Phish Pairs Stellar ‘Drowned’ And ‘Rock & Roll’ In Holmdel On This Date In 2000


On June 29, 2000, Phish returned to the PNC Bank Arts Center in Holmdel, New Jersey for their second night at the venue as part of a summer tour of North America. The concert was highlighted by a majestic 26-minute segment in which they jammed a cover of The Who’s “Drowned” into “Rock & Roll” by The Velvet Underground.

Phish was a week into the run when they descended upon the small town of Holmdel for the performances at PNC Bank Arts Center, a 17,500-capacity outdoor venue 40 miles south of New York City. The shed first hosted the band during the summer of 1992, when Phish took part in a H.O.R.D.E. Festival stop at what was then known as the Garden State Arts Center and then returned just eight days later to open for Santana. Phish headlined their own show at the Arts Center on July 2, 1994 and would wait five years before coming back to the venue on July 15 & 16, 1999. While five years passed between Phish’s first and second headlining concerts in Holmdel, they returned the following summer for a pair of shows that would be their last at the venue until 2011.


The first night featured a standout “Bathtub Gin” dubbed by fans the “Turbo Gin” for its tempo and uplifting feel. Phish’s June 29, 2000 performance started with a five-song first set. The frame ended with the aforementioned pairing of “Drowned” and “Rock & Roll,” which were connected by a perfect segue, a rarity when it comes to Phish.

The “Drowned” jam isn’t as notable for how deep the band went as it is for the anthemic pattern Phish landed upon and built to a rolling boil. Guitarist Trey Anastasio was in fine form throughout the 26-minute segment and drove the blissful climax that came just before the transition from “Drowned” into “Rock & Roll.” Trey, who grew up a quick ride away from Holmdel in Princeton, focused on rhythmic work to lay the base for the “Drowned” peak. He then unleashed the “hose” in stringing together one powerful riff after another while not straying far from the original pattern the band connected on. Anastasio then delivered fretboard fireworks galore during his revelatory “Rock & Roll” solo.


Phish’s final set of 2000 at the Arts Center was a wild affair that started with an adventurous 14-minute “Birds Of A Feather,” which saw the band explore multiple jam spaces before settling in on ambient territory for the last movement. Anastasio and bassist Mike Gordon stepped up to their mics and sang “Catapult” over the progression Phish had been improvising over for the previous five minutes. One of the longer and most drawn-out versions of “Catapult” in the band’s history gave way to “Heavy Things.” All three songs that began the set featured delay loops set by Trey and the trend continued through a dark and evil “Sand” that spanned nearly 20 minutes.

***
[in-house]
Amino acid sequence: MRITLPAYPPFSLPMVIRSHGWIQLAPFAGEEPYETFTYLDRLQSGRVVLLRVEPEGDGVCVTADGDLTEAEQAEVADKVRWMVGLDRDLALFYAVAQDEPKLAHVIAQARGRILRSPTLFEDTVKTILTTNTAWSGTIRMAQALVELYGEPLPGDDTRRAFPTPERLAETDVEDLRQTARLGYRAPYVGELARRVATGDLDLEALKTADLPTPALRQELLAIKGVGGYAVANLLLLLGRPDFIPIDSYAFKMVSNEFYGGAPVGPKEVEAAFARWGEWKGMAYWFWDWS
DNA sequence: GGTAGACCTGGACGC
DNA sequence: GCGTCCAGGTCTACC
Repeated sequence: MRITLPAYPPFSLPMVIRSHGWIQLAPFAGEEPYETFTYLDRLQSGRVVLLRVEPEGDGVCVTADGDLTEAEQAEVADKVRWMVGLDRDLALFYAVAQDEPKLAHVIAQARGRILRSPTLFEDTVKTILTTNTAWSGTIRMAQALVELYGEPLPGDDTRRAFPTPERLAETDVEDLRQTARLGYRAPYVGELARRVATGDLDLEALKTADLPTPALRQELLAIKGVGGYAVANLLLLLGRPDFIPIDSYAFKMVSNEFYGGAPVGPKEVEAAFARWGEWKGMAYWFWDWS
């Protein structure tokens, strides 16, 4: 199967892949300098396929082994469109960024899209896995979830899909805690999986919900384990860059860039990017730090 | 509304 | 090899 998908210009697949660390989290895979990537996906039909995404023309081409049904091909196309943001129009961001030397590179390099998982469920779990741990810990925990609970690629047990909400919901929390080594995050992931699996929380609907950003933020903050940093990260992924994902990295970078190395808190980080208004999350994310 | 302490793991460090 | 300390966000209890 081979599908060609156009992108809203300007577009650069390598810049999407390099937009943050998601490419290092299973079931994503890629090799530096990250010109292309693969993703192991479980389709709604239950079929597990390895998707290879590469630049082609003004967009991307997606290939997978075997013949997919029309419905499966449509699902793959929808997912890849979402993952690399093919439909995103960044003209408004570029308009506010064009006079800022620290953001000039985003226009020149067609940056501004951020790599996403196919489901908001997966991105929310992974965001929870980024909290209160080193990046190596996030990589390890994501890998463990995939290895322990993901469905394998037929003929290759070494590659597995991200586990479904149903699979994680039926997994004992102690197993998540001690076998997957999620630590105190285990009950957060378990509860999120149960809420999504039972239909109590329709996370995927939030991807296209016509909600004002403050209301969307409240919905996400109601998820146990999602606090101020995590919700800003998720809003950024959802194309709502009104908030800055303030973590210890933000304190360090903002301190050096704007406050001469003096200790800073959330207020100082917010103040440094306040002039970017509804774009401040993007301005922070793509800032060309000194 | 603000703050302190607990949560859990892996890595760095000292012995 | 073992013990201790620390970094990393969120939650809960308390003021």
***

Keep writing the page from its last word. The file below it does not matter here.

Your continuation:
The set took a fun turn with what is described as an “eventful Meatstick” by Keyboardist Page McConnell‘s wife at the time, Sofi Dillof, came onstage during “Meatstick” to pull off the “Meatstick Dance.” This happened after a few fans crashed the stage. Crew members Pete Carini and Bart Butler intervened to chase the stagecrashers away, leading Trey to alter the lyrics to “Meatstick” in reference to Carini and other roadies. “There’s no song about Paul Languedoc, and there’s no song about Kuroda, there’s only one about Carini, and his lumpy head,” Anastasio sang in shouting out the band’s audio engineer and LD. He went on to discuss the quartet’s trip to Japan earlier the summer and noted the “Meatstick Dance” was a fad in Japan. Phish thrilled the crowd by singing the lyrics to “Meatstick” in Japanese for the first time in America, a tradition that continues through the present. More banter followed as Trey brought Bart out for a round of applause from the audience.


“Drowned” and “Rock & Roll” wasn’t the only pair of covers Phish connected in Holmdel on this date in 2000. The four-piece worked “Meatstick” into “Cities” by Talking Heads and after more lyric alterations segued into their first cover of James Gang’s “Walk Away” played in the Tri-State Area since 1993. More fun with the “Meatstick” came during the “Run Like An Antelope” that followed in the form of teases in the intro. “Frankenstein” and “Wading In The Velvet Sea” ended the marathon set ahead of a “Character Zero” encore, which ended the last Phish show at the Arts Center for over a decade.

Listen to a soundboard recording of “Drowned” > “Rock & Roll” below:

Stream an audience recording of the entire concert via Gregg Jordan and fromtheaquarium below:

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